The following wording is from the Allom and Lovell Building Citation, 1998 for the property. Please note that this is a "Building Citation", not a "Statement of Significance". For further information refer to the Building Citation held by the City of Yarra.
In 1924, George Lynch owned land measuring 66' on the north side of Victoria Street. In 1928, it was sold to Handley & Tilley, who operated a factory on the corner of Victoria and Church Streets. The same year, Handley & Tilley also purchased an adjacent brick house from H Lynch. The Handley & Tilley factory was built on the site in 1929; the house was divided into two flats and the basement used for storage and conveniences. In 1930, the top floor of the factory was used by a branch of Handley & Tilley, known as Aluminium & Plate Ltd. The basement of the house also became occupied by the Pyramid Plate & Aluminium Co., another of Handley & Tilley's operations. The building was extended to the west when the Crusader Plate Building (651-653 Victoria Street; see separate datasheet) was constructed in 1937.
The former Handley & Tilley factory, 655 Victoria Street, is a two and three storey symmetrical brick building, boldly Moderne in style. The walls are of face brick: dark brown at the base, rising through red and warm cream to light cream at parapet level. The central element in the composition is a squat, four-storey tower with rendered, streamlined fins rising from a semicircular cantilevered canopy over the central front door. The fin motif also appears at parapet level of the west and east elevations of the tower. The tower rises through the central three-storey section which has large window openings divided vertically by further fins. Winged emblems on rendered panels decorate the walls flanking the tower. This section is flanked by lower, two storey wings on either side, which are set further forward and are curved in plan where they meet the central section. At first floor level, these wings each have four large banks of steel-framed windows (reconstructed?), defined by rendered vertical spandrels.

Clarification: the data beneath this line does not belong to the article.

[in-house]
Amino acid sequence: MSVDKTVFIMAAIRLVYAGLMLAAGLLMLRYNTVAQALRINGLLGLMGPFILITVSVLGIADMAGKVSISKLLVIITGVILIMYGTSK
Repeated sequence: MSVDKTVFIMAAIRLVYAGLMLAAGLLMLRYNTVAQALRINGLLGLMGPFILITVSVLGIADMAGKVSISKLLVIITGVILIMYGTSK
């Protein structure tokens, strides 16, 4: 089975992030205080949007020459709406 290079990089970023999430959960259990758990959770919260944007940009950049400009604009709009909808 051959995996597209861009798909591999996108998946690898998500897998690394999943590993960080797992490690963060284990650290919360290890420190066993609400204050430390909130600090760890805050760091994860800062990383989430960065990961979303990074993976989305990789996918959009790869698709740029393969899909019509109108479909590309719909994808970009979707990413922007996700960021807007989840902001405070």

Alterations to the building in the early 1990s have included the addition of a glass curtain-walled third floor to the side wings, and alterations to the ground floor to incorporate vehicular entrances.
The former Handley & Tilley Building, 655 Victoria Street, is of local architectural significance. The building is an extraordinarily confident expression of the Moderne idiom and an important example of the style applied to a large industrial building. The distinctive polychromatic brickwork is of note. With the adjoining former Crusader Plate building at No. 651-653, the building is an striking landmark in the Victoria Street streetscape. The appearance of the building has been marred by the 1990s alterations.